‘Eco’ Perfection Doesn’t Exist

‘Eco’ Perfection Doesn’t Exist. Here Are 5 Things to Keep in Mind as You Begin Your Sustainable Lifestyle Journey


Sustainable living isn’t about “doing it all” since perfection doesn’t exist, there just isn’t enough time in the day to be concerned about all the environmental and conservation issues, and to aim for perfection is foolish. Trying to be ‘eco’ perfect in every single area of your life will only bring on stress and anxiety.

Of course, it can be overwhelming watching seasoned zero wasters and sustainability advocates live what seems such stylish eco lives complete with beautiful veggie gardens, matching glass jars and food containers and plastic-free pantries and fridges.

Spend time on social media long enough watching zero waste and sustainable lifestyle influencers influencers and what may have started off as inspirational content can start to make anyone feel lazy and guilty for not doing enough to save the planet after a few months of endless watching non-stop ‘eco’ related content.

Produce in reusable fabric bags. Photo: Polina Kovaleva.

Here are a few things to keep in mind as you begin your sustainable lifestyle journey:

1. Beware of social media ‘highlight reels’

In an interview with Nature & Health, popular Aussie plant-based cook and founder of the Vegie Head Academy Adele McConnell shares her thoughts on the topic: “There is this whole perpetuation on social media of perfectionism which is exhausting, and it’s not real life. There are young girls out there that want the life they see on social media and the seeming riches that come with it all, but they’re miserable and don’t know how to get there. Then there are the other girls that make up elaborate stories and fairy tales about their life to try and get what they think you want; but again it’s not real.”

The moral of the story? Beware of the highlight reels of social media ‘eco’ influencers. Behind an amazing shot may be an annoyed partner, a frustrated friend or even an exhausted influencer themselves. There may also be a trail of mess, personally, emotionally and actually which is rarely captured and shared on social media.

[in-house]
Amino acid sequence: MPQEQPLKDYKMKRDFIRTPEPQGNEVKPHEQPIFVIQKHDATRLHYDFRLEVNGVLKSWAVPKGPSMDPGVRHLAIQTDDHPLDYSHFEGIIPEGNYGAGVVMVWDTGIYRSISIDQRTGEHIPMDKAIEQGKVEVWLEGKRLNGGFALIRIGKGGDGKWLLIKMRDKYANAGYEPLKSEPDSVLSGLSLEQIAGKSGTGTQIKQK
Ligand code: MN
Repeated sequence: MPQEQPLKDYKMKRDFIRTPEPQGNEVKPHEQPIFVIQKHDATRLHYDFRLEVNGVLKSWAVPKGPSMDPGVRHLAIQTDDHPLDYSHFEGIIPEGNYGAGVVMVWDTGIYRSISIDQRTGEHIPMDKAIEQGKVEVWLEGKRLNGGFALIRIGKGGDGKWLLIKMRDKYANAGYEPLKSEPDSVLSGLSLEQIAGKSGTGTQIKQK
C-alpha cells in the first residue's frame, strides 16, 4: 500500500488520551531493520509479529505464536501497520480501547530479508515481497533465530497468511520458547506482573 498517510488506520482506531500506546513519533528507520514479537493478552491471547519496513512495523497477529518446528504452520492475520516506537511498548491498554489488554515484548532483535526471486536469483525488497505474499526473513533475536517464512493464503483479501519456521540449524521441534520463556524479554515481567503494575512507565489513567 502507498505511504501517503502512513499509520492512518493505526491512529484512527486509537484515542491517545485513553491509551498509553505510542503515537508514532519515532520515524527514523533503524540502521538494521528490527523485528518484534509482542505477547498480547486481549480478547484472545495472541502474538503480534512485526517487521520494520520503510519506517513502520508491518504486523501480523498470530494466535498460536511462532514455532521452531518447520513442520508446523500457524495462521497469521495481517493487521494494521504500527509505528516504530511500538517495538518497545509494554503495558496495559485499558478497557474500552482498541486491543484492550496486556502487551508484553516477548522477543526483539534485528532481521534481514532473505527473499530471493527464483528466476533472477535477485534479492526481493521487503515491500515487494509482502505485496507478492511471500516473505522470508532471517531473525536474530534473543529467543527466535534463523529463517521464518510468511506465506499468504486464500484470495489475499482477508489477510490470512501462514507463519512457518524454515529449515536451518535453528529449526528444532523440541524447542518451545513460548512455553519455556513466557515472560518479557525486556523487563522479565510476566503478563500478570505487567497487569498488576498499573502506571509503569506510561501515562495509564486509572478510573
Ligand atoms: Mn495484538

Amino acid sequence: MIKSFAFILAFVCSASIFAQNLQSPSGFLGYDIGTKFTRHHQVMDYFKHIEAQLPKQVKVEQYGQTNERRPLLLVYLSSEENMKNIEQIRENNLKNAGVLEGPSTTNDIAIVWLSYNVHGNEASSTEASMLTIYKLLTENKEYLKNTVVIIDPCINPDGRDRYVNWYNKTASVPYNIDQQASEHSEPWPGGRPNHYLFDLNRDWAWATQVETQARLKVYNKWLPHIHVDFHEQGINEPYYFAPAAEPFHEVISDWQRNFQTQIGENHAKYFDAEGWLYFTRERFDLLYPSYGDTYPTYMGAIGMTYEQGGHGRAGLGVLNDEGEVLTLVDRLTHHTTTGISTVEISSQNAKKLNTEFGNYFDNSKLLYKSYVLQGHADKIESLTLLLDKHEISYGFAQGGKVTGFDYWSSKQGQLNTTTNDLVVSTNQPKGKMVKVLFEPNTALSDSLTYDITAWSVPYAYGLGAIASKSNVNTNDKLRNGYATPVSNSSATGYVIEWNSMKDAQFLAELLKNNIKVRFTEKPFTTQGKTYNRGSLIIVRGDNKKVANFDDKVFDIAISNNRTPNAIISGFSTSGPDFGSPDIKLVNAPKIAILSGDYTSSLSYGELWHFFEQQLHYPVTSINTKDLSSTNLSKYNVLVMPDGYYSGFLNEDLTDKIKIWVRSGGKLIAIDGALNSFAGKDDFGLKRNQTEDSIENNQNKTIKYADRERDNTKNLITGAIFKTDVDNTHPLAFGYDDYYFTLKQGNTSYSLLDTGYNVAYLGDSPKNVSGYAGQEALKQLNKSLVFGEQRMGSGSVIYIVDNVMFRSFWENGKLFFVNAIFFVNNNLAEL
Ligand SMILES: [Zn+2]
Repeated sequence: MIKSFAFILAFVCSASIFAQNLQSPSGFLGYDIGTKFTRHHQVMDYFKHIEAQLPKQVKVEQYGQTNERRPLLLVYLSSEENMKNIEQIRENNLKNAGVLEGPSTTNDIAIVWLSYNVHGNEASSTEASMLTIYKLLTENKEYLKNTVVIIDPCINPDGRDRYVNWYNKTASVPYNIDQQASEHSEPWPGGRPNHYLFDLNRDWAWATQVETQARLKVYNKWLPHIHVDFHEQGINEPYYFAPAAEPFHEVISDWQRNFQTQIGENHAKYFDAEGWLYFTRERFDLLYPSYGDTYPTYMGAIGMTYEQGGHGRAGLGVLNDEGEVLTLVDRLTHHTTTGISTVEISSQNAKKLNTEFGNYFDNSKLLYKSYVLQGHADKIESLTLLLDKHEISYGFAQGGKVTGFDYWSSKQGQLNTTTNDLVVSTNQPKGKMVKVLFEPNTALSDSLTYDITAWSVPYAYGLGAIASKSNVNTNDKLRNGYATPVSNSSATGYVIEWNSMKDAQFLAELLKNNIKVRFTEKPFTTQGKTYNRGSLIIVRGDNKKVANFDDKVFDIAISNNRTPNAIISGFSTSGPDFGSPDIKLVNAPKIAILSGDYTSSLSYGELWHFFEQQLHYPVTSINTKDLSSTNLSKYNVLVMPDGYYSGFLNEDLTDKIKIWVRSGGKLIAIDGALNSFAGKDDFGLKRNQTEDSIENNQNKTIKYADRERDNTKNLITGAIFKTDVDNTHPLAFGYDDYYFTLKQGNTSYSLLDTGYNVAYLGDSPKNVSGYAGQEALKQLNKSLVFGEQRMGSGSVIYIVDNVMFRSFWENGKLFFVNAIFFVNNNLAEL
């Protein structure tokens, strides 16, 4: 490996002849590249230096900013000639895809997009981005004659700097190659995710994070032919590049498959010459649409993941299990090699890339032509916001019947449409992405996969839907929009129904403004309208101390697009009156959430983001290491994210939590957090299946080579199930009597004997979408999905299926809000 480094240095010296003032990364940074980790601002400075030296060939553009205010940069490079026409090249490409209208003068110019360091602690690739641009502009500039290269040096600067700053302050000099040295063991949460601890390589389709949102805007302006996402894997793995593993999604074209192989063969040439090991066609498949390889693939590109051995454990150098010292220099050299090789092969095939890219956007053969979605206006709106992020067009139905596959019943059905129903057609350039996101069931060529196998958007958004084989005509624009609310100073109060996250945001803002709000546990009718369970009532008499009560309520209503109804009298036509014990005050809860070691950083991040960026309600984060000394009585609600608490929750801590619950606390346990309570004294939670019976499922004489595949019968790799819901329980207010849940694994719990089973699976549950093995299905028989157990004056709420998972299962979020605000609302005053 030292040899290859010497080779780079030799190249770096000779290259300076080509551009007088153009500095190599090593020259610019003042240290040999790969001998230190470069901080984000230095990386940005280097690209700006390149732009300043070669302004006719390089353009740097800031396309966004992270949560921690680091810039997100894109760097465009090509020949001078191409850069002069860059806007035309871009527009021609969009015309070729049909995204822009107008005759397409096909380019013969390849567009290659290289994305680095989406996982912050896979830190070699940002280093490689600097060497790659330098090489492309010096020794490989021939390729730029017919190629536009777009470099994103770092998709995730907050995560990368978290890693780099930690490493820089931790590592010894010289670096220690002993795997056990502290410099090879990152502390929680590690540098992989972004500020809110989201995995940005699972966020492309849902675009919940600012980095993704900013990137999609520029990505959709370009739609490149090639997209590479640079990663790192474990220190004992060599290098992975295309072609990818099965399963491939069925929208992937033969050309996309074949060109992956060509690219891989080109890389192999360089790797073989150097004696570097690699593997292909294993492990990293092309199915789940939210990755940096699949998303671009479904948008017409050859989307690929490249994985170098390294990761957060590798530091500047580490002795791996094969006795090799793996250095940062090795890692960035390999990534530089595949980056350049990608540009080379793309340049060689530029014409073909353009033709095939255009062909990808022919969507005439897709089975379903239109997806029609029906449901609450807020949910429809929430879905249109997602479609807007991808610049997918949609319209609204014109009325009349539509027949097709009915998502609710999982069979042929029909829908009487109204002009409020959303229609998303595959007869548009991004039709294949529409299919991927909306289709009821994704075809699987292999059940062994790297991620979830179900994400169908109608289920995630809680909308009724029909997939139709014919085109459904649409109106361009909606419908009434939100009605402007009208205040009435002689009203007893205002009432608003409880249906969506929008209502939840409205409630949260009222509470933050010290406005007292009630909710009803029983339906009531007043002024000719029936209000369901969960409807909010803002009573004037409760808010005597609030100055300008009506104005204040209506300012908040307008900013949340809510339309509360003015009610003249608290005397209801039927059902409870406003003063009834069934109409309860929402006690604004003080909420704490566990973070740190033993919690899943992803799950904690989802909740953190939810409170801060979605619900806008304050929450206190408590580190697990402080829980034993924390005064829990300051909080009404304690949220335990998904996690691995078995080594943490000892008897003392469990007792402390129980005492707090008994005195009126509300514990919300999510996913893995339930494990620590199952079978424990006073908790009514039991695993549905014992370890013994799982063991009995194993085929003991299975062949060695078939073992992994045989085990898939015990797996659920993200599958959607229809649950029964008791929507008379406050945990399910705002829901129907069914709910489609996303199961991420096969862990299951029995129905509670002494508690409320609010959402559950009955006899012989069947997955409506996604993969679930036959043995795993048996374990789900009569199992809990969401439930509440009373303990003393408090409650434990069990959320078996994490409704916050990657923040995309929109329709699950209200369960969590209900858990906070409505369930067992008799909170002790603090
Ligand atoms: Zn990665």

2. Avoid ‘comparanitis

Comparing your beginning to someone’s decade-long journey is a recipe for disaster for your mental health. Sustainable living is not a race and you should avoid treating it line one. Everyone is on their own journey and sustainable living will look different to different people. You do what’s best and right for you.

3. Practice makes perfect.

Learning sustainable lifestyle habits such as using less plastic or cooking more plant-based meals is like learning any new skill– practice makes perfect. You may forget to bring your reusable cup, or tell the bartender “no straw” or get duped by a fashion brand’s greenwashed marketing messages. Don’t beat yourself up. Just learn from it, do better next time, and keep going, learning and applying, until you’ve established better habits and you can move on to learning something else.

4. Less talk, more action.

There’s lots of talk online about what people should be doing but we find people are much more inspired by action– when we show followers how to do something. So keep this in mind when you’re on your eco journey, less talking, more doing. And as the famous Brazilian lyricist and novelist Paulo Coelho once said, “The world is changed by your example, not by your opinion”.

5. Check your privilege.

Privilege absolutely exists in the green community. Some people live in the Western world with access to municipality recycling and composting services. Some people have a backyard to grow their food. Others come from wealth and can afford expensive sustainable fashion. Some people don’t have children and have way more time to devote to making their own things. Others are able-bodied.

Be mindful that not everyone starts off from the same place and judging someone else isn’t helpful, even if in that moment you feel better, more superior to them having judged them as doing less than you.

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